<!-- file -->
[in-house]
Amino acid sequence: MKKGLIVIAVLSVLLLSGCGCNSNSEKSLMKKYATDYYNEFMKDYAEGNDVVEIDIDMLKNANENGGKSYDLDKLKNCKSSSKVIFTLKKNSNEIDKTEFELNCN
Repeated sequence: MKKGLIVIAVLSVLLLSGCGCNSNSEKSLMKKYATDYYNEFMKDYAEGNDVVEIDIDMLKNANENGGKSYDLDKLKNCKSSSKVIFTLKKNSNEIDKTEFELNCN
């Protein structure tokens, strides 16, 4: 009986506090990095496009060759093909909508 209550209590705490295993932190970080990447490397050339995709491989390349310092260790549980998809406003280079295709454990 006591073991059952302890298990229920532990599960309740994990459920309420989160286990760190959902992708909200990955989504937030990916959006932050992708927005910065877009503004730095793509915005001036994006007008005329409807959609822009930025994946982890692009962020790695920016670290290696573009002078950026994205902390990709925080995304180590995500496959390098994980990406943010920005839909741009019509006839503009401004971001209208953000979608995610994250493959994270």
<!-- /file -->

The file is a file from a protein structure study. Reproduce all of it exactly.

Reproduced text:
[in-house]
Amino acid sequence: MKKGLIVIAVLSVLLLSGCGCNSNSEKSLMKKYATDYYNEFMKDYAEGNDVVEIDIDMLKNANENGGKSYDLDKLKNCKSSSKVIFTLKKNSNEIDKTEFELNCN
Repeated sequence: MKKGLIVIAVLSVLLLSGCGCNSNSEKSLMKKYATDYYNEFMKDYAEGNDVVEIDIDMLKNANENGGKSYDLDKLKNCKSSSKVIFTLKKNSNEIDKTEFELNCN
């Protein structure tokens, strides 16, 4: 009986506090990095496009060759093909909508 209550209590705490295993932190970080990447490397050339995709491989390349310092260790549980998809406003280079295709454990 006591073991059952302890298990229920532990599960309740994990459920309420989160286990760190959902992708909200990955989504937030990916959006932050992708927005910065877009503004730095793509915005001036994006007008005329409807959609822009930025994946982890692009962020790695920016670290290696573009002078950026994205902390990709925080995304180590995500496959390098994980990406943010920005839909741009019509006839503009401004971001209208953000979608995610994250493959994270």